• Nov 15 2013: To make the Internet a positive influence on sociability, the user had to first have a firm grasp of an identity. The Internet is a great place to meet people, share ideas, and learn. It is not a place I discover who we are. That is done through introspection and loving relationships. Many social media users are negatively impacted by the Internet because they use their identities with their online selves, leading them to experience detachment in face-to-face interactions.
  • Nov 15 2013: I think that social media can help people discover and explore new ideas and through this, they may meet new and interesting people. It may also help people stay connected to friends who are very busy. However, I agree that often, social media can cause people to be more insular. It does depend on the person. One thing that I frequently observe is that people can be very unkind in what they post on-line. It is not uncommon to see snarky comments even here in TED conversations (and I admit that I too am sometimes tempted to hurl back an insult.) People seem to behave differently with this (relative) anonymity. I feel like most people would never say the things they say on-line at a dinner party. I have noticed other anti-social behavior as well on-line. I have one friend, (in particular )on FB who tends to consistently post very downer content about a past relationship ... it is a cry for help but I notice that most people do not respond and when I respond to show support with a phone call, there seems to be no improvement. This is very strange and it seems as if this person is using social media as more of a personal (venting/purging) diary ... I am not sure where the "social" part fits in there?? I had the unpleasant experience also of seeing my wife's FB friend ( an old friend from H.S. who was reconnecting on FB) basically implode with bizarre posts just prior to her suicide. We tried to reach out ... in person ... but again ... the posts seems more like a public diary and our attempts to connect in real life seemed futile. It is very tragic and unsettling when people use social media in destructive ways.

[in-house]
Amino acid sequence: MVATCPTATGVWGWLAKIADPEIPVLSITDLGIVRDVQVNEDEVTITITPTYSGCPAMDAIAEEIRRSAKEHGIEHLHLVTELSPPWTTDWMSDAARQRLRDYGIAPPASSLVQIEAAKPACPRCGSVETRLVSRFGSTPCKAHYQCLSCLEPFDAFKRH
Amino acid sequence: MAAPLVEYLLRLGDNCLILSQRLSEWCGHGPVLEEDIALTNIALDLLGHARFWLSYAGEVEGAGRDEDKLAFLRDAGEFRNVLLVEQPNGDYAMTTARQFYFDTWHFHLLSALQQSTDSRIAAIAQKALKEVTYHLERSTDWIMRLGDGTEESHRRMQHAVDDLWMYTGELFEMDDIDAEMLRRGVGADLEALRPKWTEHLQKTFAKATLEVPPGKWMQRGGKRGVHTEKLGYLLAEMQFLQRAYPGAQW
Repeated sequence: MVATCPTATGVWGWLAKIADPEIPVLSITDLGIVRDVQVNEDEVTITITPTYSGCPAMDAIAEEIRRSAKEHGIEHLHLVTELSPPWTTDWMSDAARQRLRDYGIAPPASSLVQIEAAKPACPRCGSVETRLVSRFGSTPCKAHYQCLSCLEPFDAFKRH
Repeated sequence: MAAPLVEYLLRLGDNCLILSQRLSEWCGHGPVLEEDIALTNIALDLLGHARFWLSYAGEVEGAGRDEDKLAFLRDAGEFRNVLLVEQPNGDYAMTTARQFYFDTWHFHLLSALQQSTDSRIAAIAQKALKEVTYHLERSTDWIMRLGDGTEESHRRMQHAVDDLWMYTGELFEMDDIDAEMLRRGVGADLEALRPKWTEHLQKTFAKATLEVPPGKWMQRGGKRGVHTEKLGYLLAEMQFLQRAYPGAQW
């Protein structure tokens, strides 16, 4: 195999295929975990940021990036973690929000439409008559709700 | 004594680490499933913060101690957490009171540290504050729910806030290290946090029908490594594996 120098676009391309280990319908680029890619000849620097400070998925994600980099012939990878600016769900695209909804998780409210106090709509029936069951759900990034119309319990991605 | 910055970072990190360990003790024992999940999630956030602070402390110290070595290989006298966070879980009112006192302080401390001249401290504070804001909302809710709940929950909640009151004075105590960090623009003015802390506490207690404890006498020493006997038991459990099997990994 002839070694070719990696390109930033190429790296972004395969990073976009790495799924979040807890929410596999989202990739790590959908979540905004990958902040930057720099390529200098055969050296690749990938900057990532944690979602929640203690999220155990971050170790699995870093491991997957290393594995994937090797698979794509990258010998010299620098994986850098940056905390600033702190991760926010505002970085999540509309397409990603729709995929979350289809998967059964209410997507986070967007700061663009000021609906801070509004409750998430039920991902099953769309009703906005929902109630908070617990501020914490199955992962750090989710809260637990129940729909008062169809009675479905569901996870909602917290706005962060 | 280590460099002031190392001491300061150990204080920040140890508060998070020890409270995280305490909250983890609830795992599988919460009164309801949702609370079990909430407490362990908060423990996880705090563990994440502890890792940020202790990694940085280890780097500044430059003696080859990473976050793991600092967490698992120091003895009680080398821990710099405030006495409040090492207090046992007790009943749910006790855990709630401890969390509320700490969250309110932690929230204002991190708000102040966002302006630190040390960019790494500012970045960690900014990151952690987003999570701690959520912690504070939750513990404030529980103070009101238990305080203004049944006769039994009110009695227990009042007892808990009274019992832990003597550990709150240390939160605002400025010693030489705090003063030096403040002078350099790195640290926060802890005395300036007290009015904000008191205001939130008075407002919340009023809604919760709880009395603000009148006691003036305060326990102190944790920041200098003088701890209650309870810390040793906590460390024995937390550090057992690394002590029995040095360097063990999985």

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    Nov 15 2013: I think it all depends on the individual and how they use social media. I like to think of social networks basically as online journals or diaries that everyone can see and comment on. That is why I think social networking tends to be a more reliable measure of who a person really is. Extroverts will use social media to become more extroverted while introverts will use it to become more introverted.

    I don't think the internet has necessarily made us less social but it's given us a new way to be social. We may not talk in person as much as we used too but we do communicate with one another more than we ever have. Take the invention of the telephone for example. Before the telephone was invented we pretty much had no other option but to communicate with one another face to face. After the telephone was invented you could just pick up the phone and call anyone you want (or anyone else that had a phone).
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    Nov 13 2013: The internet is our current unsophisticated technological rendering of an ages-old, atrophied, organic communication network.
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    Nov 12 2013: It is not the internet who has made us less social but some social networking sites. Like you said many are engrossed in things like statuses, profile pictures and so on, that they miss a family gathering, a face to face chat with the friends and the list goes on. With this they abandon their duties as a parent, as a son, as a student and as a member of the society. So, can we blame the internet, who is merely a tool? Is it not up to us to make a good use out of it?